Pipeburn

Last November, I decided it was time for a new motorcycle. My supermoto had been getting more and more time out on the road, but it wasn’t cutting it. Trips on the highway were pretty much out – ragging on the motor 2/3 of the way to redline for more than a couple minutes made me cringe – and it wasn’t the most comfortable machine around. Winter was knocking at the door, but getting the little 400 to power it’s own headlight was a big ask, so heated anything was a pipe dream. On top of the usual practical limitations that come with small displacement motorcycles, my better half was developing an affinity for riding with me and I enjoyed sharing the experience with her. Last time I checked, the world wasn’t nearly as accessible with 40 horsepower as it is with 140. Ferrari fast is supposed to be part of the package.

So I laid out my requirements and started crossing bikes off the list. Enlisting the reluctant help of my thoroughly disinterested friends, I concluded that a 2009 Speed Triple in New Orleans was the way to go. A plane ticket and a two day ride later, I put the kickstand down of the coolest streetfighter around in my parking space.

I was content: I owned a genuinely cool motorcycle that made lots of power, would get me through cold winter days when the urge gripped me, had plenty of seat real-estate for two, and made pretty noises. It was a match made in Heaven. Until the next day.

It started giving me trouble almost immediately.  The most predictable kind of trouble for British machines: electrons going places they shouldn’t and not going places they should. It’s been a couple months and the problems still aren’t resolved. I lose patience quickly now and only go out to work on it occasionally, usually when I’ve got a promising idea. I’ve learned a lot about this particular motorcycle, but I’m not sure I like what I’m finding.

At first, an intermittent no-crank condition looked like it could have been caused by a failing clutch switch. My solution would have just been to remove the switch and solder the wires together. The Internet warns against this, though, because the ECU won’t play nice with fuel maps if it thinks the clutch is pulled in all the time. Then I checked relays. Five of them, I think. After that, the starter solenoid. Eventually, I learned that the ECU will automatically cut power to the starter if the battery voltage falls below a certain level. The number of sensors and switches and safeties and fuses and general electrical complications of this motorcycle is staggering. And, as motorcycle electro-magic trickery goes, it’s a pretty simple machine.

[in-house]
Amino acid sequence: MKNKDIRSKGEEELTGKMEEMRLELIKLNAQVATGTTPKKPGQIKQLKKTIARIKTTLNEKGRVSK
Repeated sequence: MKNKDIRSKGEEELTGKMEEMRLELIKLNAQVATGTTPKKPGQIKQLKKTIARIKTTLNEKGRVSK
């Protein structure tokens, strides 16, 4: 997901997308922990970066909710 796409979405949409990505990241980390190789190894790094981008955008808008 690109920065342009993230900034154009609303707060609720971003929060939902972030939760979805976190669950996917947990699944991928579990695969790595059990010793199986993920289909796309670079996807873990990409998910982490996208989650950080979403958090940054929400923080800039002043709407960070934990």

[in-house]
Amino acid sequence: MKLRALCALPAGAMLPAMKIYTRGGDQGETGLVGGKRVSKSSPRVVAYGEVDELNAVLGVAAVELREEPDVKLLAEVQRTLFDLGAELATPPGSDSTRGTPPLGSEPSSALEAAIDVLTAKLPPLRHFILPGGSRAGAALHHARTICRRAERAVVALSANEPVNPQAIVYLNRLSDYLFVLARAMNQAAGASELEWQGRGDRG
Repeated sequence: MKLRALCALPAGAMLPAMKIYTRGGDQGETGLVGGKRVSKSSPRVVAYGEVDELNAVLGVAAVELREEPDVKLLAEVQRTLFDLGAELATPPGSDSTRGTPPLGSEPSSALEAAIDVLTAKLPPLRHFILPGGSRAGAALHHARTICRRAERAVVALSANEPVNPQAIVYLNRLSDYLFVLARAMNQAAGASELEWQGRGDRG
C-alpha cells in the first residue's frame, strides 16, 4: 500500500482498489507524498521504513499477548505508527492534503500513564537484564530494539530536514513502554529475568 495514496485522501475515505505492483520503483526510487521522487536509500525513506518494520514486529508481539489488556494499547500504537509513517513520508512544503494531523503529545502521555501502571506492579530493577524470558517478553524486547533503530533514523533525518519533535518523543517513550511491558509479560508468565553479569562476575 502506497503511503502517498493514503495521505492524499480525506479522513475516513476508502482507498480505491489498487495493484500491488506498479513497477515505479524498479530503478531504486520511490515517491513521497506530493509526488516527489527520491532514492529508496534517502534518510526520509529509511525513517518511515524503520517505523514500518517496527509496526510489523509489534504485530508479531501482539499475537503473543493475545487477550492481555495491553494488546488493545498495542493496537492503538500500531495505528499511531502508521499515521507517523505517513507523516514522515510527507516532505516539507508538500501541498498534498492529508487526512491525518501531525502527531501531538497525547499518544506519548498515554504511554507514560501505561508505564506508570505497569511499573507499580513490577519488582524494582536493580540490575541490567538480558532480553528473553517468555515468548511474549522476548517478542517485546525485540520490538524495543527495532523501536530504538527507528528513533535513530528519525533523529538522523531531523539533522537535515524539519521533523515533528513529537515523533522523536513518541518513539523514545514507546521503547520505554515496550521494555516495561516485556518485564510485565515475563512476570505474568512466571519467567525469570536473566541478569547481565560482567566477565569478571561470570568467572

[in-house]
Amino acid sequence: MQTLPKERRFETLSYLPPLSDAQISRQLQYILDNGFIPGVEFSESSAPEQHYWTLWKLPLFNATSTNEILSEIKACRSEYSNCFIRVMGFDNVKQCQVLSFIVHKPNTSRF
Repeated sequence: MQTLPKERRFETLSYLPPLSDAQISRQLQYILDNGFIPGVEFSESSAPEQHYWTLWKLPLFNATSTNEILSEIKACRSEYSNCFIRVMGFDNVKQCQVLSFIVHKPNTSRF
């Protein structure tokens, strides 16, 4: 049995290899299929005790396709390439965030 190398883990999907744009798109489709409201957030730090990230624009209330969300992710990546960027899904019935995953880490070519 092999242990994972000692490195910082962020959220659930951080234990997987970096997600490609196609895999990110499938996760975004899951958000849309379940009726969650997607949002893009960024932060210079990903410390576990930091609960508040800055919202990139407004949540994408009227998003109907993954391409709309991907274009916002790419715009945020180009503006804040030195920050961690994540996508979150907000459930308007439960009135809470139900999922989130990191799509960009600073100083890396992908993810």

These days, premier race machines – you know, those barely-disguised plastic wonder rockets that litter your dealer showroom and local bike hangout – are coming equipped with ABS and traction control and variable everything to get the most out of the motor in every conceivable circumstance. There are miles of wire in them. The computer can even decide which things to shut down in the event of  an insufficient-current circumstance. That Triumph? It won’t start if the headlamps are burnt out.

Full Stop.

I’m sorry. What? The bike thinks it’s better to be stuck somewhere than allow the rider to assess the risks of the situation and find the best solution?

When did we set this precedent? The starter button, which used to be a glorified solenoid jump, plumbs to the ECU which determines if it’s okay to crank the bike over before sending a signal to a relay to switch the solenoid. The kill switch routes through that same little black box along with a hundred other things. That box controls ideal fueling and spark, it reads air temperature and gear position and whether or not the kickstand is up or down and computes a really weird miles-per-gallon figure and has a magic 8-ball feature.

I remember sometime about 2006, I didn’t own a car for the better part of a year. A ’99 CBR600F4 was my primary means of transportation. It was a simple bike: electronic ignition, four carburetors, braided steel cables from the twistgrip to the throttle plates. Nothing fancy. And it quit. By the end of the year, it seemed like I was working on it every weekend. It never left me stranded, but I realized that motorcycles weren’t up to the task of every day use like their 4-wheeled counterparts and I broke down and bought one. My Honda couldn’t, so what kind of hubris lead Triumph to believe that they could overcomplicate the issue and still come out with a reliable product? Triumph… of Lucas Electrics infamy.

I’ve got a workable solution thought-out for the Speed Triple. It’s not perfect, but it will allow me to enjoy my investment. This is well and good, but  now I can’t shake the feeling that motorcycles have headed in the wrong direction. Most MotoGP racers will tell you that the most important person in the garage right now is the guy that sorts out their electronic aids. And that’s trickling down to street bikes very, very quickly. We’re in an age of CAN-bus technology and fly-by-wire throttles. I’m becoming less and less confident that I’ll be able to fix my motorcycle on the side of the road if I end up there… air, fuel, and spark aren’t as simple to track down as they once were.

Less is more. It’s worth giving a shot. All this extra stuff doesn’t seem to be working for me, anyway.

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